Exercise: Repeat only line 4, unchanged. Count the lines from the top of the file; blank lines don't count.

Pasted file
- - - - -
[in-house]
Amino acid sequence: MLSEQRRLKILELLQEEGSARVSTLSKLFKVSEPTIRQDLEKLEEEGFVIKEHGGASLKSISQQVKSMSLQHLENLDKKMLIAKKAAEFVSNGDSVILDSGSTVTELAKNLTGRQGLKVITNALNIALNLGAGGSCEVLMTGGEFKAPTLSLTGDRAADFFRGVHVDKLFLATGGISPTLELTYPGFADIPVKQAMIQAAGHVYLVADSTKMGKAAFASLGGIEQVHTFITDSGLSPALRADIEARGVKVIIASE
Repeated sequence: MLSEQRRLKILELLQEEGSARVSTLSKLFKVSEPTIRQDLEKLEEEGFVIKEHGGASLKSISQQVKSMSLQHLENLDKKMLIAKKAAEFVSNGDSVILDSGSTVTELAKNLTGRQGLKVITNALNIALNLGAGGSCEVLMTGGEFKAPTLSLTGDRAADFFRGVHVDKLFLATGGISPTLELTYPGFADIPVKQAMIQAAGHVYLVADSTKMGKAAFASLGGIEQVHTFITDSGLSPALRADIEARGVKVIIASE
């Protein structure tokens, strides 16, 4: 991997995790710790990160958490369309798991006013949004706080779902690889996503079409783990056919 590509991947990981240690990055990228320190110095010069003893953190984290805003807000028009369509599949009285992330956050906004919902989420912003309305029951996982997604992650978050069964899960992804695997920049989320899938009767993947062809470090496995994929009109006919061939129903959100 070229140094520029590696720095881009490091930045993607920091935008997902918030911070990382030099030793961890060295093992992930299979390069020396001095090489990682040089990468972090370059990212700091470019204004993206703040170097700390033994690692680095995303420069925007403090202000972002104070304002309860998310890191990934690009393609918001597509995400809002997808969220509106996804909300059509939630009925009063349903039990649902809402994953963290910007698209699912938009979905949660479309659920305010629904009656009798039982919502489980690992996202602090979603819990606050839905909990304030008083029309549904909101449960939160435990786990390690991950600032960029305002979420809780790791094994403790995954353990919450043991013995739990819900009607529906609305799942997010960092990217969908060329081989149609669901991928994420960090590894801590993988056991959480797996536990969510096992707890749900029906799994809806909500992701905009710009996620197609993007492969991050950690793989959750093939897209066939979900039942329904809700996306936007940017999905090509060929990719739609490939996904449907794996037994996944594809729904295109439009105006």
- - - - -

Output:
């Protein structure tokens, strides 16, 4: 991997995790710790990160958490369309798991006013949004706080779902690889996503079409783990056919 590509991947990981240690990055990228320190110095010069003893953190984290805003807000028009369509599949009285992330956050906004919902989420912003309305029951996982997604992650978050069964899960992804695997920049989320899938009767993947062809470090496995994929009109006919061939129903959100 070229140094520029590696720095881009490091930045993607920091935008997902918030911070990382030099030793961890060295093992992930299979390069020396001095090489990682040089990468972090370059990212700091470019204004993206703040170097700390033994690692680095995303420069925007403090202000972002104070304002309860998310890191990934690009393609918001597509995400809002997808969220509106996804909300059509939630009925009063349903039990649902809402994953963290910007698209699912938009979905949660479309659920305010629904009656009798039982919502489980690992996202602090979603819990606050839905909990304030008083029309549904909101449960939160435990786990390690991950600032960029305002979420809780790791094994403790995954353990919450043991013995739990819900009607529906609305799942997010960092990217969908060329081989149609669901991928994420960090590894801590993988056991959480797996536990969510096992707890749900029906799994809806909500992701905009710009996620197609993007492969991050950690793989959750093939897209066939979900039942329904809700996306936007940017999905090509060929990719739609490939996904449907794996037994996944594809729904295109439009105006």